|Carlos Santana Charter Arts School, North Hills, CA. Photo courtesy of HED.|
By Julien Lafortune
Since 1997, voters in Los Angeles Unified School District (LAUSD) have approved a series of bonds dedicating over $27 billion in local and state funding to the construction, expansion, and renovation of hundreds of school facilities. This was one of largest public infrastructure programs in the United States since the construction of the interstate highway system. Through this bond program, LAUSD constructed 131 new schools at a cost of over $10 billion. My colleague, David Schönholzer, and I study these new school openings in Los Angeles to provide new evidence on the effects of improving school infrastructure on students and neighborhoods (Disclaimer: this research is from an unpublished working paper that is currently going through the peer review process).
These new school facilities served a dual purpose. LAUSD schools were notoriously overcrowded prior to the new constructions. Over half of students attended school on a year-round, multi-track calendar meant to allow existing facilities to reach 133% or even 150% of intended capacity. Remarkably, by 2016-17 after the completion of the construction program, there was only one school remaining on such a calendar.
Many schools in LAUSD were also in exceptionally poor condition after decades of neglect and overcrowding. Stories of broken and missing equipment, non-functioning restrooms, and inadequate climate control were common. A 1999 review of facilities practices in LAUSD and other California districts noted that the district’s school buildings were “overcrowded, uninspiring, and unhealthy”. New school constructions alleviated these issues for many students, and additional funding for school modernization generated improvements in the school environment for many students attending school in existing facilities.
Despite the importance of school spaces to learning, there is little agreement in the academic literature over the link between spending on school infrastructure and improvements in student outcomes. Some studies have found positive associations while many others have failed to find such connections. Constructing new school buildings is often a multi-year project, affects only a subset of students in a district, and leads to changes in the school environments that affect students in ways that may not be immediately measurable. For these reasons, much of the prior work is very limited in its ability to determine the causal effects of new school buildings.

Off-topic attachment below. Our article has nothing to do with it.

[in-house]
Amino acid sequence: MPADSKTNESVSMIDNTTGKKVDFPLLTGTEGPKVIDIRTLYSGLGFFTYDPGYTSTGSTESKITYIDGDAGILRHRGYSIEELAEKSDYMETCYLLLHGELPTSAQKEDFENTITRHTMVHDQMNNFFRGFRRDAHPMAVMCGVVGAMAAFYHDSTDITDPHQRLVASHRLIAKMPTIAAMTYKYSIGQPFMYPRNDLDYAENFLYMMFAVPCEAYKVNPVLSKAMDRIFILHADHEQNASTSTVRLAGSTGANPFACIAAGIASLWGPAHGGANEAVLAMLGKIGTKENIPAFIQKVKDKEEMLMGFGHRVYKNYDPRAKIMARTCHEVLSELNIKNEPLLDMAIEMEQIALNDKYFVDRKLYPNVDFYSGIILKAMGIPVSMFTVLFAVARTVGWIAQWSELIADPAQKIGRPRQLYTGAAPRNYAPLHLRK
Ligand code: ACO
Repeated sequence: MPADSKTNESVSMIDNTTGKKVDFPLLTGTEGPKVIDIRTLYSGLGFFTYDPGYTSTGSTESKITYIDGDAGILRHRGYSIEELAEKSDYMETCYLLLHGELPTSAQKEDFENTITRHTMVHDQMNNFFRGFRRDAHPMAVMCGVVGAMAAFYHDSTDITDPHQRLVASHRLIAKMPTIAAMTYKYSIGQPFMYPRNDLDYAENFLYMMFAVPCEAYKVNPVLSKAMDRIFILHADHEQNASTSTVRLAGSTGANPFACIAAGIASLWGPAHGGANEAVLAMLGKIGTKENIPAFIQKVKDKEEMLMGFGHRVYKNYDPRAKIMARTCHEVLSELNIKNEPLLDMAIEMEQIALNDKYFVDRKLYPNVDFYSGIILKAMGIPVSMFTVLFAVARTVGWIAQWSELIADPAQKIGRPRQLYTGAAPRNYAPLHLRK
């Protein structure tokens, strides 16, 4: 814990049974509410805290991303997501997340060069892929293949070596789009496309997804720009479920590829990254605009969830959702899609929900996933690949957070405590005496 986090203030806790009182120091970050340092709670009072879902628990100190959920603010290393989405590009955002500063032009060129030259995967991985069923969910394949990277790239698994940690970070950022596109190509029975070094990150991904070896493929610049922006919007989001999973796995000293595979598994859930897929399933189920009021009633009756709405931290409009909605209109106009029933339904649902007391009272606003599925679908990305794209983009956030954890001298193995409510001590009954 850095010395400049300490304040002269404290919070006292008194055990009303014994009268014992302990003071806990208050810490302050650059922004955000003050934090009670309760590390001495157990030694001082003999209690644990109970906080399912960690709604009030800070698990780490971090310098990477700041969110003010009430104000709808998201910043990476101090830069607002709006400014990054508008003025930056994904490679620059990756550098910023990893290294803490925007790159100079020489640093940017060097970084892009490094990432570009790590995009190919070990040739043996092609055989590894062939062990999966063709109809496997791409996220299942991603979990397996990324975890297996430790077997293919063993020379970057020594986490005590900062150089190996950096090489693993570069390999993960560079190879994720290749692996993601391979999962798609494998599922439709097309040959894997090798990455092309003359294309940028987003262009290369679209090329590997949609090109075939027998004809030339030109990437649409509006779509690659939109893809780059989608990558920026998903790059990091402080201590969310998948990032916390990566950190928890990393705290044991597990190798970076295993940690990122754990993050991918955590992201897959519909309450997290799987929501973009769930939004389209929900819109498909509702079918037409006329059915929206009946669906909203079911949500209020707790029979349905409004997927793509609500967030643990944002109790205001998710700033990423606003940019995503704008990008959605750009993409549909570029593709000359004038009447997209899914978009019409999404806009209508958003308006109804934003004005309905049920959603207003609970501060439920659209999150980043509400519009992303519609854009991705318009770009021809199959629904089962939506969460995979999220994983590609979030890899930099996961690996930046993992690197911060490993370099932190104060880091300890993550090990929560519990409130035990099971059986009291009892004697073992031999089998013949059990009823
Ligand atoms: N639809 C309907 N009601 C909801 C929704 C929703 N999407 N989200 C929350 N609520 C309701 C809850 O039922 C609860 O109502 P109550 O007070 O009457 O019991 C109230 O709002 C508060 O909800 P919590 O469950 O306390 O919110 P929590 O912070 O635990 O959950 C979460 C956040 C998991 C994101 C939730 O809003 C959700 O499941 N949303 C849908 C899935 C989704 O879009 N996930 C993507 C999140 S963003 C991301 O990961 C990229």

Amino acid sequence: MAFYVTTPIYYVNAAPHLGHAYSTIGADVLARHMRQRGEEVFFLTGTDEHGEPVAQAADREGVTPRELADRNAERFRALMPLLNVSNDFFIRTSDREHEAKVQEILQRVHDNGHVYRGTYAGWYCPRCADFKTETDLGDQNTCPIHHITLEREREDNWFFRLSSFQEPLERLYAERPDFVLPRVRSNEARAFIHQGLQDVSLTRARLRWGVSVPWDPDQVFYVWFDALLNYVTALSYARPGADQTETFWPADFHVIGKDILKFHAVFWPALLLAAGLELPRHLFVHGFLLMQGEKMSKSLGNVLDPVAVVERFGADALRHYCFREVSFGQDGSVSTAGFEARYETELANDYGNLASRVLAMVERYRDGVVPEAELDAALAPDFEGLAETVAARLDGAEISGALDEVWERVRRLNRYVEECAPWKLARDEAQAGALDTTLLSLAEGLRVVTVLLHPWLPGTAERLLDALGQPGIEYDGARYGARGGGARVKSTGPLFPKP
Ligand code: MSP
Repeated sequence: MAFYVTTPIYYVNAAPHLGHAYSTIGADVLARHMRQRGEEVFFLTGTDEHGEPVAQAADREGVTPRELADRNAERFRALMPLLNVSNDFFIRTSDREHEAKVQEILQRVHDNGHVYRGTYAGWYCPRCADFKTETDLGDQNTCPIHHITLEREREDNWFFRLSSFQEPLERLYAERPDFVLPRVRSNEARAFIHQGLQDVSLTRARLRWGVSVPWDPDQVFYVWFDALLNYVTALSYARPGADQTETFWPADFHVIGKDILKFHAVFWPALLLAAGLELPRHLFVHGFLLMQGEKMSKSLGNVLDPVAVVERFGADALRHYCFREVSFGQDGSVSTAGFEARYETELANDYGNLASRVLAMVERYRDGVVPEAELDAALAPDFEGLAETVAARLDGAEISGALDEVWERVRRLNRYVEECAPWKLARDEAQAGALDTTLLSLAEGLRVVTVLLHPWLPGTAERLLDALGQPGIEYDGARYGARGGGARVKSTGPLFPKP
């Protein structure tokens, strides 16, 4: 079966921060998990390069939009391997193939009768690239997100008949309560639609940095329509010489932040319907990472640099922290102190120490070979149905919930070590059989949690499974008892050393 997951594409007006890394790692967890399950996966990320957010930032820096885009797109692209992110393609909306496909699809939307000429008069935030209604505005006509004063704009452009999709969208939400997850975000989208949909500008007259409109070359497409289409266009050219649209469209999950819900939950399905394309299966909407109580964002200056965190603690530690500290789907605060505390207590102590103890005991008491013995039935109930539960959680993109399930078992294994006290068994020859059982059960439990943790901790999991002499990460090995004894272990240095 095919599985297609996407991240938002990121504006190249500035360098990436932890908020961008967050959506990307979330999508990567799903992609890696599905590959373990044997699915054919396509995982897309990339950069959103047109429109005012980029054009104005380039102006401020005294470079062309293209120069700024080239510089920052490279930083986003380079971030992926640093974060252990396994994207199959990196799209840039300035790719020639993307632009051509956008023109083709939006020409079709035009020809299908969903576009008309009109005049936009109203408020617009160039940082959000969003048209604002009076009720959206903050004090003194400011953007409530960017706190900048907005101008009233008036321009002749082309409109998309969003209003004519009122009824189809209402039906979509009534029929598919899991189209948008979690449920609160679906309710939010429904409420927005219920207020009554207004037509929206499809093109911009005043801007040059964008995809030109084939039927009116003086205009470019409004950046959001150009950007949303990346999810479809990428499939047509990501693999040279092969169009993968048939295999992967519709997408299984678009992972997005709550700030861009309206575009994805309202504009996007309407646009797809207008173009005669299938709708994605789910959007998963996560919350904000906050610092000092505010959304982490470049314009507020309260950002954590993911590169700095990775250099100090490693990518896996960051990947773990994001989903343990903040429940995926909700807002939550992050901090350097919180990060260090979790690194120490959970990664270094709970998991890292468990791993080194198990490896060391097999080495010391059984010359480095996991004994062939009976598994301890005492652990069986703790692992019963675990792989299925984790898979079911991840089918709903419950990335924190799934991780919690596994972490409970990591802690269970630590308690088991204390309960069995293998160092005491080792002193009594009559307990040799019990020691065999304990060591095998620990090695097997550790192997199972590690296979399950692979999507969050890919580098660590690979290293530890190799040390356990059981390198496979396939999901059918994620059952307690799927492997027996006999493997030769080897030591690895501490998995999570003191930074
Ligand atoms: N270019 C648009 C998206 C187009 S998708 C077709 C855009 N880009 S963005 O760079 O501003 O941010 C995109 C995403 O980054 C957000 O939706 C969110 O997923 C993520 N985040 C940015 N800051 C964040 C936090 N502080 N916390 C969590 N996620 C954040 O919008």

In contrast, the enormous scale of the LAUSD program allows us to use the new school openings as a “natural experiment” to tease out the effects of new school openings on students, schools, and neighborhoods. We use the records for millions of students who attended school in LAUSD between 2002 and 2012 and study how test scores, course grades, and attendance rates changed after students switched into newly constructed schools in their neighborhoods. We also use real estate sales records from hundreds of thousands of properties to examine how neighborhood house prices respond to nearby new school openings.
Test scores improve after multiple years of exposure to new school facilities
We find that students who attended new school buildings saw notable improvements in math test scores and modest improvements in English test scores. These improvements were gradual, and accumulated with each additional year a student spent in a new school building. In 2002, just as the first new schools were beginning to open, students in LAUSD were far below their grade-level peers in California in both English and Math. Our findings imply that attending a newly constructed school for four or more years closes 45% of the math achievement gap and 18% of the English achievement gap between LAUSD students and the California average.